Canadian cities that typically score high have fallen in a report that analyzes global livability.
The report, which was conducted by The Economist Intelligence Unit (The EIU), points to the COVID-19 second wave as a primary factor behind the drop, with restrictions forcing cultural and sporting events to shut down.
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The EIU monitors data for 140 different countries. The variables they measure include general stability, healthcare, education, culture, and the environment.
According to the EIU, healthcare scores fell for most cities globally when the pandemic began.
Montreal found itself on a list of the biggest movers down, falling by 19 rankings.
Auckland now ranks first as the most livable city in the world at 96.0, and Western Europe ranked first when looking at the overall index of larger continental regions, at 83.6. North America followed close at an overall index of 83.4.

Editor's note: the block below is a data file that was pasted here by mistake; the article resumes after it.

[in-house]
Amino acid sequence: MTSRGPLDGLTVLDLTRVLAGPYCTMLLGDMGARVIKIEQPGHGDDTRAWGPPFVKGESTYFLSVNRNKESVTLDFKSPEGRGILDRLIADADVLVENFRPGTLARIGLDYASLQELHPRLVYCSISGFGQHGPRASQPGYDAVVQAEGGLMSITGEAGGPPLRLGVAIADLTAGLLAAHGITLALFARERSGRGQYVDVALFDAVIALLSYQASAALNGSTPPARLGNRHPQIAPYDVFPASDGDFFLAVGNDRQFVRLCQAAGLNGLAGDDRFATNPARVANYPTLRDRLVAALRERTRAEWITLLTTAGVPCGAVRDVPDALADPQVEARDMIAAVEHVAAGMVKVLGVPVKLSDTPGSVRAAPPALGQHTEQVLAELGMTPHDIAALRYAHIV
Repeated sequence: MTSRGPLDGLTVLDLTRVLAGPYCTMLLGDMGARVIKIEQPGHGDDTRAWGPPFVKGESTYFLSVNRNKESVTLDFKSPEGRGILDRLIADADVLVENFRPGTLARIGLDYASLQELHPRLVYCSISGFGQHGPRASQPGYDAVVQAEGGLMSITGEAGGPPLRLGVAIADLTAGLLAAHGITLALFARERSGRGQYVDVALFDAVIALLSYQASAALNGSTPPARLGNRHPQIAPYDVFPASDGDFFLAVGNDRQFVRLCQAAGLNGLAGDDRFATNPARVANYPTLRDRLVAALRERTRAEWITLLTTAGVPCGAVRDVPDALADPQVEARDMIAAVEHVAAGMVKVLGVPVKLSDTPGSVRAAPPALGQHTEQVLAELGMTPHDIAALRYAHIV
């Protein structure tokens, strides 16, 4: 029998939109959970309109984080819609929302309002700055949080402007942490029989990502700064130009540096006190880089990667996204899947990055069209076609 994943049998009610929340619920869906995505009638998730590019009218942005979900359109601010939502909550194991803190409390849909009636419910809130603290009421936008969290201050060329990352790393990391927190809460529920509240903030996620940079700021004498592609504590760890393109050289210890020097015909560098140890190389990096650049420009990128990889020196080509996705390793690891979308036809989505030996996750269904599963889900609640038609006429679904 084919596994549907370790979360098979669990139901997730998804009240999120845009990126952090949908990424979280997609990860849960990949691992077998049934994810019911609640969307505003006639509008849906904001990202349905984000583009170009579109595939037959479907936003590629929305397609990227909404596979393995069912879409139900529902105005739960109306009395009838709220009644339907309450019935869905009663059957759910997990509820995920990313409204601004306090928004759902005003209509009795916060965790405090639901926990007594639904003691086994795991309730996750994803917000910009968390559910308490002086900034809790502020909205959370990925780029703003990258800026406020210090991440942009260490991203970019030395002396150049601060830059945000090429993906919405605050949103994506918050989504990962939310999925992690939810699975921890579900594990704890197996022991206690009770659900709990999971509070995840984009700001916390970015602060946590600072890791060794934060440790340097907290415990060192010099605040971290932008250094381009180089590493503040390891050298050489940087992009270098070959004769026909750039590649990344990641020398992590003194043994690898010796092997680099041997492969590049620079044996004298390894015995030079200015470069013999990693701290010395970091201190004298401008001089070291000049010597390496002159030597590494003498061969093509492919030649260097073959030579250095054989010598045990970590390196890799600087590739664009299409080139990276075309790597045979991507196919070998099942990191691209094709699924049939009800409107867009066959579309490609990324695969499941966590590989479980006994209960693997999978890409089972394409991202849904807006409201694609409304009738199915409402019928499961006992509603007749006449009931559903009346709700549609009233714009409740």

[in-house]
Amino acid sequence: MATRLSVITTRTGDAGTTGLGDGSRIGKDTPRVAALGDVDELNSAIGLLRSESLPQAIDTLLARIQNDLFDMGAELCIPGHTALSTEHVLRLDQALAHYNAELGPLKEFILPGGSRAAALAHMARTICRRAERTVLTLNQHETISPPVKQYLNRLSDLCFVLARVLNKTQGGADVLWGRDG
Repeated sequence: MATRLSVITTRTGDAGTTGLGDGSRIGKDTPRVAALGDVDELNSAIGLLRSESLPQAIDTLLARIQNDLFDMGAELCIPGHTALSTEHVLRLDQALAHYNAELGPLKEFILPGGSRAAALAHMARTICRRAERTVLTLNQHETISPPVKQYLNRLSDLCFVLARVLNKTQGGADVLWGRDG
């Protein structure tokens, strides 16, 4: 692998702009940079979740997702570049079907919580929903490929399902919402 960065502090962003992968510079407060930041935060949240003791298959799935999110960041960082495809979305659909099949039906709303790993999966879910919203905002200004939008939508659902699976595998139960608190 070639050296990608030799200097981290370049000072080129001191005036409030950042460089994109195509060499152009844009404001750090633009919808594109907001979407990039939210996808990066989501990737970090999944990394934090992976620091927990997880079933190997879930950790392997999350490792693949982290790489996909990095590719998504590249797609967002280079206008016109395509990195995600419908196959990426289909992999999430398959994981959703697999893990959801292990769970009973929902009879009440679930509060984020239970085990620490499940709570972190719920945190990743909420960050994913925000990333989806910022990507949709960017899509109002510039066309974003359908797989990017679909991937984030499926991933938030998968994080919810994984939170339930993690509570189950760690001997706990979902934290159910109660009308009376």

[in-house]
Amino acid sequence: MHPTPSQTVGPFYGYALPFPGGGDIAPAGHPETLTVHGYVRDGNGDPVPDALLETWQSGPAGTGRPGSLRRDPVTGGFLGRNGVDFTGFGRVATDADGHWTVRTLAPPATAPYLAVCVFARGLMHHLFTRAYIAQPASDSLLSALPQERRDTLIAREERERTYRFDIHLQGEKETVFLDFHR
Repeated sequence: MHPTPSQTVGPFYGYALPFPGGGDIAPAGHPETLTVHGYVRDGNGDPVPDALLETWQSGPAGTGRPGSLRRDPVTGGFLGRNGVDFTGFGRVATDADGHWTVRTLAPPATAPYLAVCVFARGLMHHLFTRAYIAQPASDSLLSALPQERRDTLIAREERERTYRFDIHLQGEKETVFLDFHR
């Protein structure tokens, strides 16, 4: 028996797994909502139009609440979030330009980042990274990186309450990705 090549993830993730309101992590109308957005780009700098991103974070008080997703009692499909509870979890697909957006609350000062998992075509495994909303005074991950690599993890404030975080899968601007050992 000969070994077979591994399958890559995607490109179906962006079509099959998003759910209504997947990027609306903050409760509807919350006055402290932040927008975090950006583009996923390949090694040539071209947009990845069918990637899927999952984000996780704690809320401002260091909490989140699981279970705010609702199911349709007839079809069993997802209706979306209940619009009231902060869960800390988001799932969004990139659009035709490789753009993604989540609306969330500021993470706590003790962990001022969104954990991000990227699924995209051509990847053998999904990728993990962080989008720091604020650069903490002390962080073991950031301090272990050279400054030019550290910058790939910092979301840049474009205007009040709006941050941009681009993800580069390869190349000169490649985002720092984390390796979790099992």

“The cities that have risen to the top of the rankings this year are largely the ones that have taken stringent measures to contain the pandemic. The tough lockdown and tight border controls imposed by Asia-Pacific countries such as New Zealand and Australia allowed their cities to re-open earlier and enabled residents to enjoy a lifestyle that looked similar to pre-pandemic life,” according to Upasana Dutt, Head of Global Liveability at The Economist Intelligence Unit.
American cities like Honolulu and Houston have started to see a bounce back in the last 6 months, as restrictions have started to ease up.
As cities across Canada also slowly begin easing restrictions, it remains to be seen if a similar resurgence is in store.
The data used in the report was gathered between February and March of 2021.
The full report can be found here.